I've been working on yoga socks, to keep up the inventory at the studio.  The two remaining pairs that I had at the studio before Christmas have been snatched up, and I'm still one pair short to fill someone's order for 3 pairs.  Here are my latest happy little campers, about half-way done the first sock.  The pattern is Blackrose from Knitty winter 2008.  I was searching for a lacey sock pattern that wouldn't drag me down.  For yoga socks, since I sell them for pretty cheap and I need to produce them quickly, I look for a single panel of pattern without many rows to the repeat.  This pattern is absolutely perfect - the chart is 8 rows, only 4 of which are pattern, and it's done over 17 stitches for a nice off-centre or centred design.  The rest of the sock is done in plain stockinette stitch. 

The yarn here is the rest of the skein of KnitPicks Tonal Sock yarn in "Gypsy".  I bought this yarn specifically for yoga socks because it puts the material cost to make a pair squarely under $5.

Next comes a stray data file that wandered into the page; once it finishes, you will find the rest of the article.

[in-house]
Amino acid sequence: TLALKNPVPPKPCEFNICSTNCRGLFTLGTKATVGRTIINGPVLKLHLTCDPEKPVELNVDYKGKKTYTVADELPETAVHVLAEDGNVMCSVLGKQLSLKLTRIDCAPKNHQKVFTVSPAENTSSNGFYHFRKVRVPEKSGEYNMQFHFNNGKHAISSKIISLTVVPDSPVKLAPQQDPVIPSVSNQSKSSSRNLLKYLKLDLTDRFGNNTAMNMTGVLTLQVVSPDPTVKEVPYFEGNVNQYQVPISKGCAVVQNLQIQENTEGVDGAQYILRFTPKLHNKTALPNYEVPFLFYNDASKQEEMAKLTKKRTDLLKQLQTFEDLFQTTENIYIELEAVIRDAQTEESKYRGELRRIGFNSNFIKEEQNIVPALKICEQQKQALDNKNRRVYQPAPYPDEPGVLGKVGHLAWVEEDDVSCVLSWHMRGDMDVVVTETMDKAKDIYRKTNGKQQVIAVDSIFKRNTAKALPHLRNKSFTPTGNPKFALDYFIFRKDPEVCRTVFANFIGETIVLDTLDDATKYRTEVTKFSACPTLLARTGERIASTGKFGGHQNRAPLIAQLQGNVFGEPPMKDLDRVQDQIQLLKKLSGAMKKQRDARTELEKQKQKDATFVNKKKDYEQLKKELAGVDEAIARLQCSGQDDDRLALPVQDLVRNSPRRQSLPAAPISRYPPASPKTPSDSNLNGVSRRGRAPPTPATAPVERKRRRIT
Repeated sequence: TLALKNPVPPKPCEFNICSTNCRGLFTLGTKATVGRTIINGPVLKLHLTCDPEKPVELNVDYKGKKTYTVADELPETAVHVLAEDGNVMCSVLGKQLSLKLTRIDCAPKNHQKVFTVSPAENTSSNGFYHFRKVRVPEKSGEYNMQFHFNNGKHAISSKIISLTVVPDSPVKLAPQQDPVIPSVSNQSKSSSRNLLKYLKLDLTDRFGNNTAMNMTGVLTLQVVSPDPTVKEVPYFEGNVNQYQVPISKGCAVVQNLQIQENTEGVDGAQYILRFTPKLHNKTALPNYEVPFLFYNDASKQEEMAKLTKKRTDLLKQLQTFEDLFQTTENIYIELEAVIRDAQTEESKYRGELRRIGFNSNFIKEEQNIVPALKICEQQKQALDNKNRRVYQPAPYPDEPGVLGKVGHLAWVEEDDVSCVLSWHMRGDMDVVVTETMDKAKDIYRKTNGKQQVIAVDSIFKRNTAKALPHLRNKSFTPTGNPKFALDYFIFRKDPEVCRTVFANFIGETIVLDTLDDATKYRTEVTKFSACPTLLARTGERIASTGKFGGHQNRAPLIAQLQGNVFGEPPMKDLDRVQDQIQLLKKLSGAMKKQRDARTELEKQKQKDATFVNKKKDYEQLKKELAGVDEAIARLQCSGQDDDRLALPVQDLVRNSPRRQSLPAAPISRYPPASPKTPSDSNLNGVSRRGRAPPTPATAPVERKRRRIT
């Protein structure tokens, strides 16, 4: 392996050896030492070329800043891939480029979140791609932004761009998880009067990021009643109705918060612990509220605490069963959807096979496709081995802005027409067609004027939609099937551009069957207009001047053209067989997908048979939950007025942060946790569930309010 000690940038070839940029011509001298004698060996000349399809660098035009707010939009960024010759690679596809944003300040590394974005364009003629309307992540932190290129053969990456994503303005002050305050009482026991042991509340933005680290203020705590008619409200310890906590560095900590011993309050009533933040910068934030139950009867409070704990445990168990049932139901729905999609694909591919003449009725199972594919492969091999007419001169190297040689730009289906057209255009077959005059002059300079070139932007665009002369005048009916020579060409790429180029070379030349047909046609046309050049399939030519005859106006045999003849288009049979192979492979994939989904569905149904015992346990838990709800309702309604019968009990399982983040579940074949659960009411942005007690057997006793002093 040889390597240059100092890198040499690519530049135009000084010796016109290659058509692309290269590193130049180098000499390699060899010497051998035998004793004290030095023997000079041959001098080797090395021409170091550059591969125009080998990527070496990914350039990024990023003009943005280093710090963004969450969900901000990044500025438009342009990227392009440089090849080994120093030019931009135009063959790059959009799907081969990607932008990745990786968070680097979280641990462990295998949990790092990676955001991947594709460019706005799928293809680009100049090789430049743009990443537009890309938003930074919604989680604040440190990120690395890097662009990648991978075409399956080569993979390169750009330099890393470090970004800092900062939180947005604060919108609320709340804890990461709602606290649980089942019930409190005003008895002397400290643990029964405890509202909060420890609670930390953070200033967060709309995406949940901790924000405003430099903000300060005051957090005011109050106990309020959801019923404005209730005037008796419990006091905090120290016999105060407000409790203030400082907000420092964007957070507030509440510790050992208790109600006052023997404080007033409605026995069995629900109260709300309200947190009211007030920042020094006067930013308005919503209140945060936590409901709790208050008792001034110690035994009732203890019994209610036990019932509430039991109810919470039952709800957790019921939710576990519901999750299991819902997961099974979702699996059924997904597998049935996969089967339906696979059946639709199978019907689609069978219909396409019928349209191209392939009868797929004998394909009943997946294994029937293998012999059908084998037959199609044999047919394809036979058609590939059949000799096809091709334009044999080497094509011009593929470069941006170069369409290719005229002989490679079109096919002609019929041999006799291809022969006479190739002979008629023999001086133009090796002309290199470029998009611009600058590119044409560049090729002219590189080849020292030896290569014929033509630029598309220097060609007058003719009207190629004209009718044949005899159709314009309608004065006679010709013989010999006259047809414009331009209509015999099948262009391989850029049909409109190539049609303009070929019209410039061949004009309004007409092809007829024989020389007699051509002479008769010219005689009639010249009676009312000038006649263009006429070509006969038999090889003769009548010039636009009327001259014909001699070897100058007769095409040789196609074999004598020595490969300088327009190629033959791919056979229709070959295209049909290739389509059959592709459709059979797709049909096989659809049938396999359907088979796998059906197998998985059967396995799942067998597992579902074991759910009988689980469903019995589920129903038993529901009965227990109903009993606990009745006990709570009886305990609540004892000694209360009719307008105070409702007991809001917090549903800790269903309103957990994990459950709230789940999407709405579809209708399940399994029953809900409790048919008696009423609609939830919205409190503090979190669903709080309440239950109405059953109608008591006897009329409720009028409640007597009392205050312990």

And I finished a pair of yoga socks to add to the pile.  There ones are the same pattern as my lovely Viola socks above, but done on a simply yoga sock.  I also like this pattern for yoga socks - it's simply to follow and makes for a quick knit.  While I don't tend to use fancy yarns that need to be shown off with simple stitches, I think they are a handsome pair of socks in a pretty colour.

The finished pair, blocking on sock blockers and getting some air exposure on top of my swift.  I'm back at the studio late next week for the first class of the season, and I would love to have two finished pairs to pin to the board.